The most viral map among all of them I published this year. Coincidentally, Population is also the theme I got the most likes in last year.

Seems like people loves joy plot because of its simplicity. And sometimes I struggle when I have to balance between map as art and map as infographics. Usually, I hope my maps could at least tell a story where people could know some geography trivia after looking into them. That’s why I was not pleased with just putting the population joyplot and elevation joy plot side by side.

I then tried to make the map more informative by adding the location of cities and ridges for readers to grab some random geographic knowledge of Taiwan. After some further brainstorming, I changed the storyline to “most residents in Taiwan are living along the coastline”. Is that a good storyline? maybe.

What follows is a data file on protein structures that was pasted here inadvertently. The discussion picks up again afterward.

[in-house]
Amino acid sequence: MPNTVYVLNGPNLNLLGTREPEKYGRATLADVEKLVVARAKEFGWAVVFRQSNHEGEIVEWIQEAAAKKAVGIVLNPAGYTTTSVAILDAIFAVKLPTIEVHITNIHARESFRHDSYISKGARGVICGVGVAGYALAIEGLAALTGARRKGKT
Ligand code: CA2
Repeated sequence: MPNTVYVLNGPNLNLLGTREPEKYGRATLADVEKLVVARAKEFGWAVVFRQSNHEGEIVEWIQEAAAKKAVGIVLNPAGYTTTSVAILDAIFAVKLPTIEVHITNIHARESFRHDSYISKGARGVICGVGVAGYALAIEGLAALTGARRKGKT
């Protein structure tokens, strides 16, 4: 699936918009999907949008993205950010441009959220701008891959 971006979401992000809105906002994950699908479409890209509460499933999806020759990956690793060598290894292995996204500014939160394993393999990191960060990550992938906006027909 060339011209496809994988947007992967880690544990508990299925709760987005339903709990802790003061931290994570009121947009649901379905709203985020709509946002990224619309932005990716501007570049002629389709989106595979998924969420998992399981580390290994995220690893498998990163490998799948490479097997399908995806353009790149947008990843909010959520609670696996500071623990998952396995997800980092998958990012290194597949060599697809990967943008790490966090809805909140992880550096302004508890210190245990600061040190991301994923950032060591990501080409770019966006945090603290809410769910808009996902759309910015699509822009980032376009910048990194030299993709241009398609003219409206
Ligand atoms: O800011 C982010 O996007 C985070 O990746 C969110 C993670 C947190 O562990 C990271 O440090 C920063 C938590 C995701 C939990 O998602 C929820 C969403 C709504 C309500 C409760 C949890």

Tools used: R (ggridges) + Illustrator

Day 16: Urban/Rural

This map borrows the “ 10km city squares” idea and color scheme from Alasdair Rae (@undertheraedar). While Alasdair focuses on British cities, I cast my lights on Asian cities. Comparing urban layouts is a fun thing for urban map nerds.

The major struggle for making these layout maps is to search for the optimal line width of roads. The definition of road hierarchy (even the road network nature!) between cities could vary so much. Finding a universal width legend takes time.

Tools used: QGIS + Illustrator

Day 18: Water

I always wanna try mapping something around polar regions. After all, most of the things I am mapping are around cities.

I searched for some publicly available polar dataset and found this NY Times article on melting of Antarctica’s ice sheets. The light hillshade surrounding the land (or ice?) just catch my eyes. And I immediately decided to reserve the water theme for mapping Antarctica’s ice.

It is a great chance for me to add some label refinements in QGIS. Although I go with the ubiquitous white-halo thing, I rumbled with various options and decided that simple maybe the best.